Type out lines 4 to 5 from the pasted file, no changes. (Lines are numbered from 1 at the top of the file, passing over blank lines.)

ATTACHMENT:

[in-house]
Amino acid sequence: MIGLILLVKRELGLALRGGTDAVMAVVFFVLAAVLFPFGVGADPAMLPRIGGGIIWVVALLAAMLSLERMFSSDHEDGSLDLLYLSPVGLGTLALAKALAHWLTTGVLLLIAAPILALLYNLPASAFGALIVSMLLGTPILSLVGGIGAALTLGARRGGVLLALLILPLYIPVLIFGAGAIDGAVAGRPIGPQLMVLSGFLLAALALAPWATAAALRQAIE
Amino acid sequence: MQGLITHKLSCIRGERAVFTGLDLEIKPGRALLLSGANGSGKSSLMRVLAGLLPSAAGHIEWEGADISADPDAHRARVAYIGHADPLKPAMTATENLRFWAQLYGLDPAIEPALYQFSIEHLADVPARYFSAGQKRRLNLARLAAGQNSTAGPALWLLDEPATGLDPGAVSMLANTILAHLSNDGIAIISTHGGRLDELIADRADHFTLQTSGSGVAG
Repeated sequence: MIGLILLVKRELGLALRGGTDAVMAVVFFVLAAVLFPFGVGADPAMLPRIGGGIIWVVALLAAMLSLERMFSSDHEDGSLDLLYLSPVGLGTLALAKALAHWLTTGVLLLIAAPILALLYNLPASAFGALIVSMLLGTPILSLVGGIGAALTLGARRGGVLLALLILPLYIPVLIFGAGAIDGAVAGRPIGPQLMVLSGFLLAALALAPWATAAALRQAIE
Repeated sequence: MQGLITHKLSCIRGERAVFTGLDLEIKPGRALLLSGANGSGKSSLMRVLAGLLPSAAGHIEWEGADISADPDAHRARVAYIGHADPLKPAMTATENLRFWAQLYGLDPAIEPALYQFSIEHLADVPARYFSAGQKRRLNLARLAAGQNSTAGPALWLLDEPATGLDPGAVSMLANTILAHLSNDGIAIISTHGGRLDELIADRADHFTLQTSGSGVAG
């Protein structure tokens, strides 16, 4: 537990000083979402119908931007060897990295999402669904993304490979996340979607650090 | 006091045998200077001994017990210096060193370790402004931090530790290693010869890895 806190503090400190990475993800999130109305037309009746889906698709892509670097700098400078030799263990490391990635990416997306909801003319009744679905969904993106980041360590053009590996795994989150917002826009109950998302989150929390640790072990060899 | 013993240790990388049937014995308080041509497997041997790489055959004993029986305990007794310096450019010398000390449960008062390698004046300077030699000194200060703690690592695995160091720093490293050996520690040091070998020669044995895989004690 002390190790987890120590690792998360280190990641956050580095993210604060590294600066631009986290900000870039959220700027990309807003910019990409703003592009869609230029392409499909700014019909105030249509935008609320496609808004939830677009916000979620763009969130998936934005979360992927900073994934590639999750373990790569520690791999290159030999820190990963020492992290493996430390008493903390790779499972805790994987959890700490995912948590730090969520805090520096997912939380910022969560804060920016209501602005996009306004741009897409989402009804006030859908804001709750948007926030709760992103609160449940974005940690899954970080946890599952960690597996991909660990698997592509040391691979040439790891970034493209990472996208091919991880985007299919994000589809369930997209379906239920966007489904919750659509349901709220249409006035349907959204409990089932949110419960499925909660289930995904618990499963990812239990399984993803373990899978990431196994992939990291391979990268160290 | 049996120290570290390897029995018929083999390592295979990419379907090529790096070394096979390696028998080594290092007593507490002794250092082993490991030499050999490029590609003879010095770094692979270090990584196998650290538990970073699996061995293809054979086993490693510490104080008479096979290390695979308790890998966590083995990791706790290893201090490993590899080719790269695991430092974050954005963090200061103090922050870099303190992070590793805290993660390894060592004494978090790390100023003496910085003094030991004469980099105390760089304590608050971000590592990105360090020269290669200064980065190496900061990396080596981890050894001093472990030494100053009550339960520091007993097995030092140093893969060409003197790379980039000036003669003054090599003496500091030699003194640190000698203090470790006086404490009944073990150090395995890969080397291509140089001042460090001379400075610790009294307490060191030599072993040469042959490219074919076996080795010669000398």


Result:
Repeated sequence: MIGLILLVKRELGLALRGGTDAVMAVVFFVLAAVLFPFGVGADPAMLPRIGGGIIWVVALLAAMLSLERMFSSDHEDGSLDLLYLSPVGLGTLALAKALAHWLTTGVLLLIAAPILALLYNLPASAFGALIVSMLLGTPILSLVGGIGAALTLGARRGGVLLALLILPLYIPVLIFGAGAIDGAVAGRPIGPQLMVLSGFLLAALALAPWATAAALRQAIE
Repeated sequence: MQGLITHKLSCIRGERAVFTGLDLEIKPGRALLLSGANGSGKSSLMRVLAGLLPSAAGHIEWEGADISADPDAHRARVAYIGHADPLKPAMTATENLRFWAQLYGLDPAIEPALYQFSIEHLADVPARYFSAGQKRRLNLARLAAGQNSTAGPALWLLDEPATGLDPGAVSMLANTILAHLSNDGIAIISTHGGRLDELIADRADHFTLQTSGSGVAG